Test Class in Salesforce

What is a Test Class in Salesforce?

A test class in Salesforce is designed to evaluate another class’s functionality—typically an Apex class, trigger, or web service. Apex test classes are used to ensure that developer-written code functions as intended before it is deployed to a production environment.

Test classes are not included in the code coverage calculation before being deployed in final production by the Salesforce administrator. Salesforce’s test classes provide around 75% code coverage, meaning that the test classes perform more than half of the testing. 

Why do we require a Test Class in Salesforce?

  • Assurance of Code Quality: Test classes help ensure your Apex code is high quality and functions as expected. They provide a way to test the behaviour of your code in different scenarios and conditions.
  • Regression Testing: Regression testing can be carried out using thorough test classes as your Salesforce org changes with upgrades and new features. Consequently, this ensures that any new changes won’t affect existing functionality.
  • Deployment Requirements: Salesforce has deployment requirements, and one of them is achieving the minimum code coverage. Without a test class, you won’t be able to deploy your code to the production environment.
  • Testing Governor Limits: Salesforce has several governor restrictions on the amount of resources used, including the quantity of DML statements and queries. Test classes let you make sure your code stays within these bounds.
  • Isolation of Test Data: Test classes provide a way to isolate test data from your production data. This is crucial for maintaining data integrity and preventing unintended changes to your production data during testing.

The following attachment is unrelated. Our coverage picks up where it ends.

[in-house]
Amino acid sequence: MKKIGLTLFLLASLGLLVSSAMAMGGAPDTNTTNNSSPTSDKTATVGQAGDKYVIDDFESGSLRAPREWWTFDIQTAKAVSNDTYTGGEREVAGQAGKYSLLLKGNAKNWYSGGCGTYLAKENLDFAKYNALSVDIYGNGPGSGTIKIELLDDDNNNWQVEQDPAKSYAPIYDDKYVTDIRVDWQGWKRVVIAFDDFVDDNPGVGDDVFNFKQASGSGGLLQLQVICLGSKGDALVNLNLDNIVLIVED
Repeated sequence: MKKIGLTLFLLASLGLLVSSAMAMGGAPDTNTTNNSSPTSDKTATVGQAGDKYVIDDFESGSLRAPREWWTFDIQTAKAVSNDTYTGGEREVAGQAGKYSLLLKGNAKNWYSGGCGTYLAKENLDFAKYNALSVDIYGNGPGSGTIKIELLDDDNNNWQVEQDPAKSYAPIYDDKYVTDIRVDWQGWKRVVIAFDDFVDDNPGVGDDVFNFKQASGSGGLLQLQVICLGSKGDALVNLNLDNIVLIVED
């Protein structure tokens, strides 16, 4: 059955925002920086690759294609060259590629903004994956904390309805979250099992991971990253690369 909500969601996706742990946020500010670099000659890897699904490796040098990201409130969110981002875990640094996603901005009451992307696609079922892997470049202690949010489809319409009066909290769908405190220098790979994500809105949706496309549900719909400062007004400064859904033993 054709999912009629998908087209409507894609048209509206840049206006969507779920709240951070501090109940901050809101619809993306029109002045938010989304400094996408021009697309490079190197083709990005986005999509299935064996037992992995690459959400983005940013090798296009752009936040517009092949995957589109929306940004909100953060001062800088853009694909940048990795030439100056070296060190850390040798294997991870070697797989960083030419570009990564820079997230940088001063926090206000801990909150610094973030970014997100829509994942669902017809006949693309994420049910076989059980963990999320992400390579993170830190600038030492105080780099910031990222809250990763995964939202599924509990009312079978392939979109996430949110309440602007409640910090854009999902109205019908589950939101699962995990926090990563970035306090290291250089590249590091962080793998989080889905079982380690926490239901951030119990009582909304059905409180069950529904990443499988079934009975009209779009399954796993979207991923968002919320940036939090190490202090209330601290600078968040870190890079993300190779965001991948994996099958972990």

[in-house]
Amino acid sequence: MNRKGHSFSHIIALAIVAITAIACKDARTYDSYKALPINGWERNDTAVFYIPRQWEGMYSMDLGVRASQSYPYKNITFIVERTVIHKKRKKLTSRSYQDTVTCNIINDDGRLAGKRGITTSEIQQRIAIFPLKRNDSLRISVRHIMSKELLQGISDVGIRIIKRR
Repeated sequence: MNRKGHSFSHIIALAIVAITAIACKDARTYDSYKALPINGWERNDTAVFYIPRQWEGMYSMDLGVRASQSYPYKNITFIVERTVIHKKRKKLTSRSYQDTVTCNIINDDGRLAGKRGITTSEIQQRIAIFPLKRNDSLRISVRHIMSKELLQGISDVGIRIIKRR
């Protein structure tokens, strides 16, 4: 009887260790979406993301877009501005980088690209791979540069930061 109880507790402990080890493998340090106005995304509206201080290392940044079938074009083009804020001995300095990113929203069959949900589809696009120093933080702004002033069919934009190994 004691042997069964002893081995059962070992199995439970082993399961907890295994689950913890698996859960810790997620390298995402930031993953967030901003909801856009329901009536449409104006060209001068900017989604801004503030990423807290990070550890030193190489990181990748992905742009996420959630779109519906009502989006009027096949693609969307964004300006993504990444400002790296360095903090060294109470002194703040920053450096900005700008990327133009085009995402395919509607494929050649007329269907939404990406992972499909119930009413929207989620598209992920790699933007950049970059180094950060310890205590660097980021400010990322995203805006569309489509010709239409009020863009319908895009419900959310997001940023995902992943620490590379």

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Best Practice of Test Class in Apex

  • Test class should always be initiated with @isTest annotation.
  • Design your test class to handle bulk data. Additionally, test your code across a range of data volumes to make sure it functions properly in various scenarios.
  • Create test data within the test class and avoid relying on existing data in the org.
  • Use the @testSetup annotation for common test data shared among test methods, which reduces redundant data creation.
  • Avoid hardcoding IDs whenever possible, as these can differ between environments. While unit testing, it would result in test failure due to the hard-coded ID provided.
  • Using the SeeAllData=true annotation at the class or method level grants access to data. Nonetheless, if the containing class previously employed the SeeAllData=true annotation, employing SeeAllData=false on a method does not restrict organizational data access for that specific method. It’s advisable to refrain from using this annotation since while it might pass validation in a sandbox environment, it could result in failure within a production environment.
  • Test your code under different user contexts using System.runAs to simulate different profiles and permissions.
  • It’s recommended to use Test.startTest() and Test.stopTest(), it executes the code with the new set of governor limits.
  • Each method should have one assert statement: Always include assert statements in both positive and negative test results.

Sample Test Class

Apex Class:

Apex Test Class:

Let’s consider another Test Class example where we are using the @testSetup method that creates some test data by inserting accounts with different Names and Rating values.

The testSearchForAccounts method assesses the searchForAccounts method by supplying valid search parameters and asserting the retrieval of the correct account.

In contrast, the testSearchWithNegativeScenario method specifically tests the case where no accounts should be returned.

Apex Class :

Apex Test Class :

These are basic examples, and in a real-world scenario, you would likely have more complex logic and multiple test methods to cover various scenarios. Always aim to test both positive and negative scenarios to ensure robust code coverage.

Conclusion

The blog offers a thorough rundown of Salesforce test classes, highlighting their function in guaranteeing code quality and fulfilling deployment specifications. Additionally, it emphasizes how important test classes are for isolating test data, testing governor limits, and conducting regression testing.

The article covers some of the best practices for building test classes, including using the @testSetup annotation, avoiding hardcoding IDs, and handling large data.

Overall, the blog serves as a valuable guide for Salesforce developers, offering insights into the purpose, requirements, and best practices associated with writing effective test classes in the Salesforce ecosystem.

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